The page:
warehouse.[9] By virtue of the surety bonds, Country Bankers was compelled to pay P1,166,750.37.[10]
Consequently, Country Bankers filed a complaint for a sum of money docketed as Civil Case No. 95-73048
before the Regional Trial Court (RTC) of Manila. In his Answer, Lagman alleged that the 1989 Bonds were valid only for 1
year from the date of their issuance, as evidenced by receipts; that the bonds were never renewed and revived by
payment of premiums; that on 5 November 1990, Country Bankers issued Warehouse Bond No. 03515 (1990 Bond)
which was also valid for one year and that no Indemnity Agreement was executed for the purpose; and that the 1990
Bond supersedes, cancels, and renders no force and effect the 1989 Bonds.[11]
The bond principals, Santos and Ban Lee Lim, were not served with summons because they could no longer be
found.[12] The case was eventually dismissed against them without prejudice.[13] The other co-signor, Reguine, was
declared in default for failure to file her answer.[14]
On 21 September 1998, the trial court rendered judgment declaring Reguine and Lagman jointly and severally
liable to pay Country Bankers the amount of P2,400,499.87.[15] The dispositive portion of the RTC Decision[16] reads:
WHEREFORE, premises considered, judgment is hereby rendered, ordering defendants Rhomesita
[sic] Reguine and Antonio Lagman, jointly and severally liable to pay plaintiff, Country Bankers Assurance
Corporation, the amount of P2,400,499.87, with 12% interest from the date the complaint was filed until
fully satisfied plus 20% of the amount due plaintiff as and for attorneys fees and to pay the costs.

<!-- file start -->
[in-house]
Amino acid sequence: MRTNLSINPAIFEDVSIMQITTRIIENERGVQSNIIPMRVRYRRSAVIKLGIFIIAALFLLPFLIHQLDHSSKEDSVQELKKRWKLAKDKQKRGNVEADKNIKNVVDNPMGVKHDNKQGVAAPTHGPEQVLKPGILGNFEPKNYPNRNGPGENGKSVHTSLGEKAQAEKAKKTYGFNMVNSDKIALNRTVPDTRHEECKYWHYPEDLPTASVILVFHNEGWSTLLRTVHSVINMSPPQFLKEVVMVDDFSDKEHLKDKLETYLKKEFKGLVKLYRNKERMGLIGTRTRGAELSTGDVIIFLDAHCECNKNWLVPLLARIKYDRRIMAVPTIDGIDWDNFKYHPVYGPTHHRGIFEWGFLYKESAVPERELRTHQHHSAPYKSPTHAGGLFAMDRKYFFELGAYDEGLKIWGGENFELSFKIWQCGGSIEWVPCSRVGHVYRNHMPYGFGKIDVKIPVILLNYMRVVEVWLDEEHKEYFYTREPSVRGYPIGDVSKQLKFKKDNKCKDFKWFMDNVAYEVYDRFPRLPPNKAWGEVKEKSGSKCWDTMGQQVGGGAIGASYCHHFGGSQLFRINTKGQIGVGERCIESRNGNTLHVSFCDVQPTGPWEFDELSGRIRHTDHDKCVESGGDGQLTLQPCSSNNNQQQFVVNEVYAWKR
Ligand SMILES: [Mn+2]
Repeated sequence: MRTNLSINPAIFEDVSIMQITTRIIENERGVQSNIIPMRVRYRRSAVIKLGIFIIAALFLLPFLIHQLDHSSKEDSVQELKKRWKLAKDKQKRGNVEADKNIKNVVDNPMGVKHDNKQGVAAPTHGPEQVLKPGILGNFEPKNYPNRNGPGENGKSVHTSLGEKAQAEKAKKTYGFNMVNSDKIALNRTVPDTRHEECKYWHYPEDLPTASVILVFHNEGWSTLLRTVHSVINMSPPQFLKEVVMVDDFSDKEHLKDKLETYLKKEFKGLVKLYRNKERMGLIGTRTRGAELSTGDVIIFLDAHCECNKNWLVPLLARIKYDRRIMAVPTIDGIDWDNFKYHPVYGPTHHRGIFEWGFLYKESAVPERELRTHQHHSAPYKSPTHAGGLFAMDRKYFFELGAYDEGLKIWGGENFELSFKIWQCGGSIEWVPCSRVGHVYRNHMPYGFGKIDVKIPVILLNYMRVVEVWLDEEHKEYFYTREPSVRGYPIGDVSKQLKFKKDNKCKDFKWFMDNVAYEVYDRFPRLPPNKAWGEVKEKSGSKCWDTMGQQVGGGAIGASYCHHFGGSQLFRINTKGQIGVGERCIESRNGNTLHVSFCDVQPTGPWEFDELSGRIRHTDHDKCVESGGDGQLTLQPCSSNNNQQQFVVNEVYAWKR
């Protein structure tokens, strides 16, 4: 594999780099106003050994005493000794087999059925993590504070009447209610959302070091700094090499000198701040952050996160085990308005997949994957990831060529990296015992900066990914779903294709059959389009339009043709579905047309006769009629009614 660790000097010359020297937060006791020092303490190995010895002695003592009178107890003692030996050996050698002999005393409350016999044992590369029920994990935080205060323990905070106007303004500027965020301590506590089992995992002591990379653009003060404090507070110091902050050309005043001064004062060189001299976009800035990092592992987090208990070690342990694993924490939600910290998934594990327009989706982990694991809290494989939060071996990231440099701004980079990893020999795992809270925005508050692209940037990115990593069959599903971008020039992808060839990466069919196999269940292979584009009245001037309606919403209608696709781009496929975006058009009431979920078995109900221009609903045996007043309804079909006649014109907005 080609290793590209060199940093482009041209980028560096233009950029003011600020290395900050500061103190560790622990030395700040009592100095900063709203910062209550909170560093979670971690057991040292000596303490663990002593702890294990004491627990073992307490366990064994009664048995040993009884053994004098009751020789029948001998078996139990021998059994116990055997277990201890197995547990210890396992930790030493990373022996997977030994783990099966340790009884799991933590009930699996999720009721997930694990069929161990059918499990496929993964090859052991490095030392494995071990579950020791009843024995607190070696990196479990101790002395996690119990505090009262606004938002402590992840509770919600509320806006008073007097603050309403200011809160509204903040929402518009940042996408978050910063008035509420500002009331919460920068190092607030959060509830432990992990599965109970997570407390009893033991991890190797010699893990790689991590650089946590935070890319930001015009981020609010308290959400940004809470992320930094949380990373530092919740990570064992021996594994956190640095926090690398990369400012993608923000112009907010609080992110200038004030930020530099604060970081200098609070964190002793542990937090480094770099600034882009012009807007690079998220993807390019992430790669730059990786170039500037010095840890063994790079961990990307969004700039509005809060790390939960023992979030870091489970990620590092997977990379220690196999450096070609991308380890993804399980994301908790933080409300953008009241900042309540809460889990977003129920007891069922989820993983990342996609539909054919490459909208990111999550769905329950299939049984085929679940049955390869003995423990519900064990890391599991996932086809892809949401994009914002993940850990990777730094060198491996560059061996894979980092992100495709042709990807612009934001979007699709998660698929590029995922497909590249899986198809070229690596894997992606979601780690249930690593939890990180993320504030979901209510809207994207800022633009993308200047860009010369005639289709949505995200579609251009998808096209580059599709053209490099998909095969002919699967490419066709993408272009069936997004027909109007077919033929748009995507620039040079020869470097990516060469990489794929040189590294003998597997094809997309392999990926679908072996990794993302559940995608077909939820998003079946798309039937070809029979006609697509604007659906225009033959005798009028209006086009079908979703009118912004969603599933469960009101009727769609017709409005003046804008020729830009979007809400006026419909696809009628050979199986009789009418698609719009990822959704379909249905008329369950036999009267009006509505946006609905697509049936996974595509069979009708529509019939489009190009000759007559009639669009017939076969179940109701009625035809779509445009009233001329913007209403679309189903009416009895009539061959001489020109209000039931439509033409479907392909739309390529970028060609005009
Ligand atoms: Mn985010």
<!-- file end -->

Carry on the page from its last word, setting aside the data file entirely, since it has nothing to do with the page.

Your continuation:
As the Court did not acquire jurisdiction over the persons of defendants Nelson Santos and Ban
Lee Lim Santos, let the case against them be DISMISSED. Defendant Antonio Lagmans counterclaim is
likewise DISMISSED, for lack of merit.[17]
In holding Lagman and Reguine solidarily liable to Country Bankers, the trial court relied on the express terms of
the Indemnity Agreement that they jointly and severally bound themselves to indemnify and make good to Country
Bankers any liability which the latter may incur on account of or arising from the execution of the bonds.[18]
The trial court rationalized that the bonds remain in force unless cancelled by the Administrator of the NFA and
cannot be unilaterally cancelled by Lagman. The trial court emphasized that for the failure of Lagman to comply with his
obligation under the Indemnity Agreements, he is likewise liable for damages as a consequence of the breach.
Lagman filed an appeal to the Court of Appeals, docketed as CA G.R. CV No. 61797. He insisted that the lifetime of
the 1989 Bonds, as well as the corresponding Indemnity Agreements was only 12 months. According to Lagman, the
1990 Bond was not pleaded in the complaint because it was not covered by an Indemnity Agreement and it superseded
the two prior bonds.[19]
On 21 June 2004, the Court of Appeals rendered the assailed Decision reversing and setting aside the Decision of
the RTC and ordering the dismissal of the complaint filed against Lagman.[20]
The appellate court held that the 1990 Bond superseded the 1989 Bonds. The appellate court observed that the
1990 Bond covers 33.3% of the market value of the palay, thereby manifesting the intention of the parties to make the
latter bond more comprehensive. Lagman was also exonerated by the appellate court from liability because he was not
a signatory to the alleged Indemnity Agreement of 5 November 1990 covering the 1990 Bond. The appellate court

rejected the argument of Country Bankers that the 1989 bonds were continuing, finding, as reason therefor, that the
receipts issued for the bonds indicate that they were effective for only one-year.
Country Bankers sought reconsideration which was denied in a Resolution dated 24 September 2004.[21]
Expectedly, Country Bankers filed the instant petition attributing two (2) errors to the Court of Appeals, to wit: